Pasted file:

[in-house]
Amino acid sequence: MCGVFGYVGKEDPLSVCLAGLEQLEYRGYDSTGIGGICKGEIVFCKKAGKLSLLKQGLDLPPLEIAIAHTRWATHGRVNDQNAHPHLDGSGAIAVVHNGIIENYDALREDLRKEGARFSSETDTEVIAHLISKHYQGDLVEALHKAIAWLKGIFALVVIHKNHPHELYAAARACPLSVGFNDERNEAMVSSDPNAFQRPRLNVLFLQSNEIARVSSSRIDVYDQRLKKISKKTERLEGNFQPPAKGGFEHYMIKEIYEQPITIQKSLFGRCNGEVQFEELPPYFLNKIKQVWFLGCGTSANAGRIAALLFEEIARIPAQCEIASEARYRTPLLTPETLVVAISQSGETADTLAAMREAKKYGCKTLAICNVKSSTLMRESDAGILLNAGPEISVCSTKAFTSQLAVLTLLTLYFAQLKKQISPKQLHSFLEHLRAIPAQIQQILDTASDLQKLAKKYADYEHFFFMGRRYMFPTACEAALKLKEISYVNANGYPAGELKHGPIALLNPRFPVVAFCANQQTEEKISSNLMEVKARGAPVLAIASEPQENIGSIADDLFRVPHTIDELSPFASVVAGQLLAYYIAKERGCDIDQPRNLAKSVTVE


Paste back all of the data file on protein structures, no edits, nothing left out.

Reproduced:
[in-house]
Amino acid sequence: MCGVFGYVGKEDPLSVCLAGLEQLEYRGYDSTGIGGICKGEIVFCKKAGKLSLLKQGLDLPPLEIAIAHTRWATHGRVNDQNAHPHLDGSGAIAVVHNGIIENYDALREDLRKEGARFSSETDTEVIAHLISKHYQGDLVEALHKAIAWLKGIFALVVIHKNHPHELYAAARACPLSVGFNDERNEAMVSSDPNAFQRPRLNVLFLQSNEIARVSSSRIDVYDQRLKKISKKTERLEGNFQPPAKGGFEHYMIKEIYEQPITIQKSLFGRCNGEVQFEELPPYFLNKIKQVWFLGCGTSANAGRIAALLFEEIARIPAQCEIASEARYRTPLLTPETLVVAISQSGETADTLAAMREAKKYGCKTLAICNVKSSTLMRESDAGILLNAGPEISVCSTKAFTSQLAVLTLLTLYFAQLKKQISPKQLHSFLEHLRAIPAQIQQILDTASDLQKLAKKYADYEHFFFMGRRYMFPTACEAALKLKEISYVNANGYPAGELKHGPIALLNPRFPVVAFCANQQTEEKISSNLMEVKARGAPVLAIASEPQENIGSIADDLFRVPHTIDELSPFASVVAGQLLAYYIAKERGCDIDQPRNLAKSVTVE